An Ada County resident contacted the Idaho Statesman to say that a neighbor across the street moved out of state a few years ago but still claims a homeowners exemption. Similar questions have come up before.
With rising property taxes on so many residents’ minds, we wondered: How many people are getting this tax exemption for a property they don’t live in?
The homeowners exemption, also called the homestead exemption, is the biggest property-tax break Idaho offers homeowners. It allows owners to exempt 50% percent of the value of a home including up to one acre of land, up to $125,000. There’s a catch: it can only be applied to one home, and it has to be the person’s primary place of residence.
Ada County is undergoing a real estate boom, with prices of single family homes soaring as demand outstrips the area’s shrinking inventory. Boise was recently named the most unaffordable city in the United States.
So you might think that the temptation to cheat by improperly claiming the exemption is strong. But County Assessor Bob McQuade says instances of homeowners getting tax breaks for homes they don’t live are not common.
Whenever the assessor’s office finds credible evidence of incorrect homeowner exemptions, the office starts a “recovery” process, where the exemption is canceled and homeowners are told to repay those taxes with penalties and interest.
In 2021, the assessor’s office had 47 recoveries, compared with 29 recoveries from 2019-20. The 47 make up about 0.003% of the more than 165,000 residential parcels in the entire county.
“We know it’s a problem, (but) I wouldn’t call it a real prevalent problem,” McQuade said by phone.
There are a few ways the assessor’s office learns about false exemptions. The first is through letters or emails sent to the office from residents concerned that a neighbor has an exemption when they should not.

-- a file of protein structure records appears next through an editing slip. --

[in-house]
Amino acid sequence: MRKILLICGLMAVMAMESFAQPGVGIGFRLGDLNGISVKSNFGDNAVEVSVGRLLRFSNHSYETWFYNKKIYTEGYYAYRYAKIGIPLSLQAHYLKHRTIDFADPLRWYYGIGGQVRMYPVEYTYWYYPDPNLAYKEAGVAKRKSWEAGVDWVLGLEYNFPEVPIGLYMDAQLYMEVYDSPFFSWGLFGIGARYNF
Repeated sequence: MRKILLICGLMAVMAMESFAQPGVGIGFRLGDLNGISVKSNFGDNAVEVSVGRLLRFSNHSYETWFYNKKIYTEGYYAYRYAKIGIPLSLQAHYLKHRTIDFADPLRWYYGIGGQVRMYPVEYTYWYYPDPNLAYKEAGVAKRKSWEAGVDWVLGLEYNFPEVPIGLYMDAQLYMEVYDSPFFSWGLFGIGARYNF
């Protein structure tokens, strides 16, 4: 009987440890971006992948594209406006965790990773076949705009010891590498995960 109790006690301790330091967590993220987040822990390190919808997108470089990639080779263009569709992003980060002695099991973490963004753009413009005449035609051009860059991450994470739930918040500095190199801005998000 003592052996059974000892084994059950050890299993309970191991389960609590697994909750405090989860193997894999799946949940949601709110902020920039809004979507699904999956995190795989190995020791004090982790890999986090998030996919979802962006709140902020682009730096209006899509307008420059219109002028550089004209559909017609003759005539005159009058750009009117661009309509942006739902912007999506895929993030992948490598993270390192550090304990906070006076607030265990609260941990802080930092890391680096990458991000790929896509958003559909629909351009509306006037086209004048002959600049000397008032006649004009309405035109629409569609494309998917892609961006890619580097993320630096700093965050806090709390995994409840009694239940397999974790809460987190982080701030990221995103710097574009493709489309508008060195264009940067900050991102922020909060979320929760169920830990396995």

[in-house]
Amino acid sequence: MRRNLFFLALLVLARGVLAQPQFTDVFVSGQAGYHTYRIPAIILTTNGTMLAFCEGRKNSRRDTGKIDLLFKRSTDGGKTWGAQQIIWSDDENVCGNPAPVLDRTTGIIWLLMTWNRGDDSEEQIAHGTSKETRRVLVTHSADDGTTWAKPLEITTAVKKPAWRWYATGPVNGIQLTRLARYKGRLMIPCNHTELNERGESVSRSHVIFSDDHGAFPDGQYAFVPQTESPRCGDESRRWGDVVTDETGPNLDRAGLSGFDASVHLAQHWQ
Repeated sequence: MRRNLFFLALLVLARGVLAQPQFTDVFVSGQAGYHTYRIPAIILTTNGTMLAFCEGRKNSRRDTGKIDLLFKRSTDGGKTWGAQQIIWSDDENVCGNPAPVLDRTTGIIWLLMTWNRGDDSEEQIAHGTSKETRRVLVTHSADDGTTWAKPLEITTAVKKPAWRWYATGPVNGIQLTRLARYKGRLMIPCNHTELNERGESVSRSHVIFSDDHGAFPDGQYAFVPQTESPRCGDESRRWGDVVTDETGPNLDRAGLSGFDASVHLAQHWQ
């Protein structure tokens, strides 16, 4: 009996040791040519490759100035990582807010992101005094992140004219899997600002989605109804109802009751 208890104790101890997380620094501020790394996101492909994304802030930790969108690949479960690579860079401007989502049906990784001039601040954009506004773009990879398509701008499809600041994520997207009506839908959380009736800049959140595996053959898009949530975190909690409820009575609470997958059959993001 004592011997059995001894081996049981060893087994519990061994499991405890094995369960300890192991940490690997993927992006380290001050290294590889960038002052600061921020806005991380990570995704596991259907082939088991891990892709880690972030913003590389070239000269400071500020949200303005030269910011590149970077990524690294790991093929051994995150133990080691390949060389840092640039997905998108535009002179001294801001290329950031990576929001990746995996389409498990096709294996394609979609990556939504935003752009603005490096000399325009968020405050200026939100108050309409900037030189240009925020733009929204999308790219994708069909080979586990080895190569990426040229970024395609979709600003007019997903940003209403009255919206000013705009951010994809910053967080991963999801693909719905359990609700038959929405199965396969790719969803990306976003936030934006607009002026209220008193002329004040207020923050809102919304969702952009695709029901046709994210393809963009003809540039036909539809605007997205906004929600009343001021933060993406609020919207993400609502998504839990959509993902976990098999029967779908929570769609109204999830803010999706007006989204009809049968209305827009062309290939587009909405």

Another way is when mail from the office is returned with a forwarding address outside the county or state, Assistant Administrative Supervisor Rachel Gonnoud said. That’s usually an indicator that the recipient no longer lives in that residence.
Similarly, a neighboring county in Idaho can inform the office if the county receives an application from an Ada County resident for an exemption.
Some people assume those who illegally claim a homeowner’s exemption often are those who have recently left the state and are now renting their homes. But McQuade said people simply forget to update their home’s tax status; he gave an example of a woman who lived in her parents’ home but wasn’t entitled to the exemption on that property.
“With the homeowner’s exemption, once you apply for it, it stays in place,” he said. “I think a lot of people just don’t know about it.”
McQuade said sometimes people are just upset with their neighbor, such as with the condition of the home, and calling the assessor’s office can become a retributive act.
He said that while some violators may slip through the cracks, they still represent a tiny percentage of all the taxpaying homeowners in Ada County.
And beyond financial penalties, there are no criminal charges for claiming an exemption on a home you don’t live in.